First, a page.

When two companies decide to combine their operations, it is a merger. When one company acquires another company, it is an acquisition. It is a distinction without a real difference because mergers and acquisitions both result in combined entities. M&As usually require shareholder and regulatory approvals. The factors influencing M&As include strategic fit, cost and revenue synergies, and access to talented employees.
"The Economist" magazine suggests in a January 1999 article that mergers work when there is a strategic fit. The article cites "closeness of approach" as the reason for the successful 1996 merger of Sandoz and Ciba-Geigy to create Novartis. Strategic fit refers to complementary products, markets and cultures. For example, Google acquired EBook Technologies in early 2011 to expand into the electronic reader market, a natural extension of its project to scan books electronically.
Regardless of how it turned out, Daimler-Benz merged with Chrysler in 1999 because it saw an opportunity to expand its product offering in the North American market. Time Warner and America Online decided to merge in early 2000 because both companies saw a strategic fit: Time Warner would get an Internet presence and AOL would transform itself into a media company.
Cost and revenue synergies are important factors influencing M&A decisions. A combined company streamlines common functional units, such as accounting and finance, human resources and investor relations. Duplicate management layers are eliminated and the merged company can end up with a more streamlined executive structure. These actions can save costs and improve decision making. Further cost synergies are achieved through economies of scale, which means that a bigger company is able to negotiate better prices with its suppliers and better optimize the utilization of its manufacturing capacities. When two companies combine, the sales representatives of both companies generally have a more comprehensive suite of products that they can offer their customers, thus potentially driving revenue and profit growth.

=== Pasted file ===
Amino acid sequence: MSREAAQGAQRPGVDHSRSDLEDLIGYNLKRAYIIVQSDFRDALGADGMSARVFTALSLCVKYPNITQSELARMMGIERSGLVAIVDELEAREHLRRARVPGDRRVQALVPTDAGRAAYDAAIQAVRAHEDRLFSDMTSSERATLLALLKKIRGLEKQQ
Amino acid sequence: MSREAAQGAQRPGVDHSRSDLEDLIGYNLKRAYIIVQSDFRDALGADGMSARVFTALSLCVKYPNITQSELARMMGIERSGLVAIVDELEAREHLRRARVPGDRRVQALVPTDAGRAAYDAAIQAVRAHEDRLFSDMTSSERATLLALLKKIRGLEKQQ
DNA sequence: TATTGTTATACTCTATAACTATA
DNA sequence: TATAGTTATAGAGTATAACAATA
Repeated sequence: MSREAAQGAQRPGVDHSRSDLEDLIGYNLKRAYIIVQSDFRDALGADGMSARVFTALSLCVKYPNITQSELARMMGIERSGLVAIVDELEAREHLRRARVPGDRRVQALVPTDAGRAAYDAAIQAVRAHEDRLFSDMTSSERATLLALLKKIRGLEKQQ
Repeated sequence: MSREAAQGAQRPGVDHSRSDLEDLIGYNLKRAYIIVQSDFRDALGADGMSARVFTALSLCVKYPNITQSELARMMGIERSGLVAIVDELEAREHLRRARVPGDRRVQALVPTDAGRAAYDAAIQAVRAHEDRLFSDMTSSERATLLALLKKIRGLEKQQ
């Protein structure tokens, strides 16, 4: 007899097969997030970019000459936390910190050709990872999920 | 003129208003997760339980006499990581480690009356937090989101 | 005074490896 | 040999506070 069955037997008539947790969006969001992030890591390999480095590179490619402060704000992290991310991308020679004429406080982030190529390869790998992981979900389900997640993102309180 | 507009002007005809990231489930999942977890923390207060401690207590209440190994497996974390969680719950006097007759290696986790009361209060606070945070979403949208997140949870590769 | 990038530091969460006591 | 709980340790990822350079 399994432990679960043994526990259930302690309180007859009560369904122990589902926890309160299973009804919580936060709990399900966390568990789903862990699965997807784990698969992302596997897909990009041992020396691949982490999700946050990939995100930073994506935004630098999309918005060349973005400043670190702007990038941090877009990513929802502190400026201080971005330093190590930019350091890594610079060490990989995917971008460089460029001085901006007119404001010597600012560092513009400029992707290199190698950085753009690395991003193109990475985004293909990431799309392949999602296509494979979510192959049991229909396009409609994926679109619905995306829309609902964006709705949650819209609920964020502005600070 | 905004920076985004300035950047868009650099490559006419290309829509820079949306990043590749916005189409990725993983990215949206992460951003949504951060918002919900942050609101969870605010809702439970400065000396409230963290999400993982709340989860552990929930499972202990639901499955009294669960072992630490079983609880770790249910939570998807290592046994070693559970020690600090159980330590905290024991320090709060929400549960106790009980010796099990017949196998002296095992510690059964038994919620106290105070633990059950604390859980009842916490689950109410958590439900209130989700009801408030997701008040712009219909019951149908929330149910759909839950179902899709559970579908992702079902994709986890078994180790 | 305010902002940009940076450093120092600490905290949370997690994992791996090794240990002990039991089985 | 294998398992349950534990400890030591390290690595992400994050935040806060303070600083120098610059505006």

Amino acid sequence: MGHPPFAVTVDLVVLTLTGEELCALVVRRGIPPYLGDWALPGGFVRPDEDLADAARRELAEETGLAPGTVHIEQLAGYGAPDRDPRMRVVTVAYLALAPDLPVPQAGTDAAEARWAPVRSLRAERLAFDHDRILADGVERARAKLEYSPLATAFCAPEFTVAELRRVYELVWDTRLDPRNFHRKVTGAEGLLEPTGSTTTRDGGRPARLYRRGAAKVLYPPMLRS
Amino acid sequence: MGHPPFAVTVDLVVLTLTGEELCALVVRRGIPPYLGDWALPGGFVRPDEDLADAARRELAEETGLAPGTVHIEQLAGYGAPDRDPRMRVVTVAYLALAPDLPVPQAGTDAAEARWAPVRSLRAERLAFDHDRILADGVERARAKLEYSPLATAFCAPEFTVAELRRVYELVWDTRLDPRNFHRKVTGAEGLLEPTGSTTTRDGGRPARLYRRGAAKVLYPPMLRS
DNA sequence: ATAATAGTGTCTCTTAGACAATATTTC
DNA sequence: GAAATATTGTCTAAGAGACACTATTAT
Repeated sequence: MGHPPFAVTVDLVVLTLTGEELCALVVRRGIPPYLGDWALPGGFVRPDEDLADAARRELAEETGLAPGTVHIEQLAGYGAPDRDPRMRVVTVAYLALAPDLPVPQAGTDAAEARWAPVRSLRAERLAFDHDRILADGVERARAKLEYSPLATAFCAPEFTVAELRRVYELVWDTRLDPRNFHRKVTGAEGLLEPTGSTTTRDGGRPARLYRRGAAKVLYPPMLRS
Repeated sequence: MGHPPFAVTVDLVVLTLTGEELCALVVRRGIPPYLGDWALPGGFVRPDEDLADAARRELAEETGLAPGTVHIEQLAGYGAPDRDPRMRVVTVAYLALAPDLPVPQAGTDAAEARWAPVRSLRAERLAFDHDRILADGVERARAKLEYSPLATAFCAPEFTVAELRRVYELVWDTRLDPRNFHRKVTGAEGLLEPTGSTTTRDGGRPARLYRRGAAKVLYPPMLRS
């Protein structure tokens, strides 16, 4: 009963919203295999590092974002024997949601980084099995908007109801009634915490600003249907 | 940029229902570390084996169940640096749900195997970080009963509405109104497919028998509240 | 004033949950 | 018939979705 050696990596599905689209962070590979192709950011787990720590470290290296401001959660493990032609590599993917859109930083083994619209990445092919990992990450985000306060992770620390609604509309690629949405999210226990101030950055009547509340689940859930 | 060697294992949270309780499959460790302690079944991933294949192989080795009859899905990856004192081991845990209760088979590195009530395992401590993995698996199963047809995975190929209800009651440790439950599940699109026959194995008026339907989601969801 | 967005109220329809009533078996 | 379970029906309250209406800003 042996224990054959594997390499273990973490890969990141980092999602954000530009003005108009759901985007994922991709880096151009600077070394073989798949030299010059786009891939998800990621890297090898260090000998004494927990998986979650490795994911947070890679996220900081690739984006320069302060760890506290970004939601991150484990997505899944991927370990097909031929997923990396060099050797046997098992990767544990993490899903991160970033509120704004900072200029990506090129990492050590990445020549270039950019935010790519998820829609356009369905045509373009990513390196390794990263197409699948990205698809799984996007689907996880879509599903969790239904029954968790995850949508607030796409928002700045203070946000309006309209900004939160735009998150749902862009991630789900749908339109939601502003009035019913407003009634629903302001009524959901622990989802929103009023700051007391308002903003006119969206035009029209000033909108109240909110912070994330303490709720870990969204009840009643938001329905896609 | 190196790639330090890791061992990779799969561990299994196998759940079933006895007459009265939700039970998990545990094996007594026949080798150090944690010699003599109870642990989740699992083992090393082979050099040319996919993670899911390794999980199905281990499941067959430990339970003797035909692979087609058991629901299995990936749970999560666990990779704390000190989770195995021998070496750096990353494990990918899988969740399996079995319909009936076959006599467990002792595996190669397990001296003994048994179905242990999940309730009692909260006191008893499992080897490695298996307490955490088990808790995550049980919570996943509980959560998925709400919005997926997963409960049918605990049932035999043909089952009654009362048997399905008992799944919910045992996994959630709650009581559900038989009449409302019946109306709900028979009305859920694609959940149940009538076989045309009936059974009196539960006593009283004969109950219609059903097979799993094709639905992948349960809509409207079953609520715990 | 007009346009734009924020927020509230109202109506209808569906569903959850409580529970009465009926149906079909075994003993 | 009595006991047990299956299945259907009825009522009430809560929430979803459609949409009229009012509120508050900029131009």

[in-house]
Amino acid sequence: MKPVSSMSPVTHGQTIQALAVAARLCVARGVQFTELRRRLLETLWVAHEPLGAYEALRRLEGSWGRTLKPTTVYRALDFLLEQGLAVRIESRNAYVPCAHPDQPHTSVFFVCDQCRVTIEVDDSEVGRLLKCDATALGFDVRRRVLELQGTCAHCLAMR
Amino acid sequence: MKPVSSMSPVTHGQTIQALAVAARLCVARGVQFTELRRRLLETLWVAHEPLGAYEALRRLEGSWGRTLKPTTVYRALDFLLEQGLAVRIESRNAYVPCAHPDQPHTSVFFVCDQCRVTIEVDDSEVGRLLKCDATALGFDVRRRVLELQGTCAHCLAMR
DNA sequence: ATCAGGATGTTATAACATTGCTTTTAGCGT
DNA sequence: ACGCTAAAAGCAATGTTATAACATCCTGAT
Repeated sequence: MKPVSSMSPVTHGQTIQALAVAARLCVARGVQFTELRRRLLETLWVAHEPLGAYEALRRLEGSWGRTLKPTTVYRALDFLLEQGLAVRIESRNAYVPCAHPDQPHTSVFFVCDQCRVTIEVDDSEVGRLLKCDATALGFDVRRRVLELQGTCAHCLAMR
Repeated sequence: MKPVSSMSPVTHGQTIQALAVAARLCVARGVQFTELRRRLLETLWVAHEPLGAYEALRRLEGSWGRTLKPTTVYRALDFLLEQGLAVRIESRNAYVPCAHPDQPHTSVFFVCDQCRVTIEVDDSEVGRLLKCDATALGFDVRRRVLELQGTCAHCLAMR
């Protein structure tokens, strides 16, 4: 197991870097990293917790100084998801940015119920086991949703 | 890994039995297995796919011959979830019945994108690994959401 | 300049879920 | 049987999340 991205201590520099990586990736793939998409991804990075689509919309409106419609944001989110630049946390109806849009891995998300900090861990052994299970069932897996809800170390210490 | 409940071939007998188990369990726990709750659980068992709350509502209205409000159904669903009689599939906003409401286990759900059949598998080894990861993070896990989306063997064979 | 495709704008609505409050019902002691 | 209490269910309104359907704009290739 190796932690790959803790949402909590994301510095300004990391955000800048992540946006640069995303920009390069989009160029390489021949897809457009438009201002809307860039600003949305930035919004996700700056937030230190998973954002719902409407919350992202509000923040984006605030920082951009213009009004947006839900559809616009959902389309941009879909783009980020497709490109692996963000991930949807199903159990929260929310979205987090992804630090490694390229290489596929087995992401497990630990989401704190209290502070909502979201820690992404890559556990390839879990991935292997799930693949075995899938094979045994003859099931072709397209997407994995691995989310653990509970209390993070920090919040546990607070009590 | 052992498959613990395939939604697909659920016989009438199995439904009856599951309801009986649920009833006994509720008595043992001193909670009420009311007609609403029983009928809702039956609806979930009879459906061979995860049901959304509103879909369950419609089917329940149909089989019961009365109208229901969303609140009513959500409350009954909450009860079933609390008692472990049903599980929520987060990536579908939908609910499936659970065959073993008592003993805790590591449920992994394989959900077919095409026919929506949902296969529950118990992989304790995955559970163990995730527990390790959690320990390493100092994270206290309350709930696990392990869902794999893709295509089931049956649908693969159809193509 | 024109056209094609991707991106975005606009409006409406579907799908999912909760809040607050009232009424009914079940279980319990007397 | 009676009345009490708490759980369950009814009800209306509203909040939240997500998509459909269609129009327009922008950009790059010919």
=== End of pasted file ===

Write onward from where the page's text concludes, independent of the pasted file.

Access to talent is also one of the factors influencing M&As. For example, when Google and EBook or software maker Oracle and hardware vendor Sun merged, the merged entities gained access to experienced engineers, research expertise, copyrights and patents. The American Institute of Aeronautics and Astronautics, in a presentation hosted on its website, cites access to talented employees and managers as one of the key drivers of M&A activity in the aerospace industry.
M&A transactions do not always succeed. For example, the Daimler-Benz and Chrysler and the Time-Warner and America Online mergers did not work out as initially planned. There must be a clear, strategic rationale for mergers to work, suggests "The Economist,” which should not include the fear of being acquired or greed. A "managerial heavyweight" should be put in charge of the post-merger implementation process, which is important to bring the different cultures together and realize the various synergies.